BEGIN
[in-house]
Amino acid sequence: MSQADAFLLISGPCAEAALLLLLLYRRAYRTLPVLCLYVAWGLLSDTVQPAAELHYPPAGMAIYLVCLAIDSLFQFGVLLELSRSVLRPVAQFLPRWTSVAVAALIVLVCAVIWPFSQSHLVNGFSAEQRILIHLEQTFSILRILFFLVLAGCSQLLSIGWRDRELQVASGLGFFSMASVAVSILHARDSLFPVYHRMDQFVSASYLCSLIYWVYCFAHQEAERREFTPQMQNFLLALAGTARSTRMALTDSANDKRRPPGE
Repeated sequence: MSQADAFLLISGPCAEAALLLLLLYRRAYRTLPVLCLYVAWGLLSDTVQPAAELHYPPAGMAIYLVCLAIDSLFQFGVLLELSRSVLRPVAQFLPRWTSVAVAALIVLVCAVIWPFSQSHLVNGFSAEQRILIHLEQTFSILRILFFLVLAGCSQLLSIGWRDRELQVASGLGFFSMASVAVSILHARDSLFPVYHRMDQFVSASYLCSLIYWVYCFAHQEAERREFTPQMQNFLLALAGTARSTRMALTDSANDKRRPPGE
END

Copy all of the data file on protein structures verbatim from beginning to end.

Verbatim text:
[in-house]
Amino acid sequence: MSQADAFLLISGPCAEAALLLLLLYRRAYRTLPVLCLYVAWGLLSDTVQPAAELHYPPAGMAIYLVCLAIDSLFQFGVLLELSRSVLRPVAQFLPRWTSVAVAALIVLVCAVIWPFSQSHLVNGFSAEQRILIHLEQTFSILRILFFLVLAGCSQLLSIGWRDRELQVASGLGFFSMASVAVSILHARDSLFPVYHRMDQFVSASYLCSLIYWVYCFAHQEAERREFTPQMQNFLLALAGTARSTRMALTDSANDKRRPPGE
Repeated sequence: MSQADAFLLISGPCAEAALLLLLLYRRAYRTLPVLCLYVAWGLLSDTVQPAAELHYPPAGMAIYLVCLAIDSLFQFGVLLELSRSVLRPVAQFLPRWTSVAVAALIVLVCAVIWPFSQSHLVNGFSAEQRILIHLEQTFSILRILFFLVLAGCSQLLSIGWRDRELQVASGLGFFSMASVAVSILHARDSLFPVYHRMDQFVSASYLCSLIYWVYCFAHQEAERREFTPQMQNFLLALAGTARSTRMALTDSANDKRRPPGE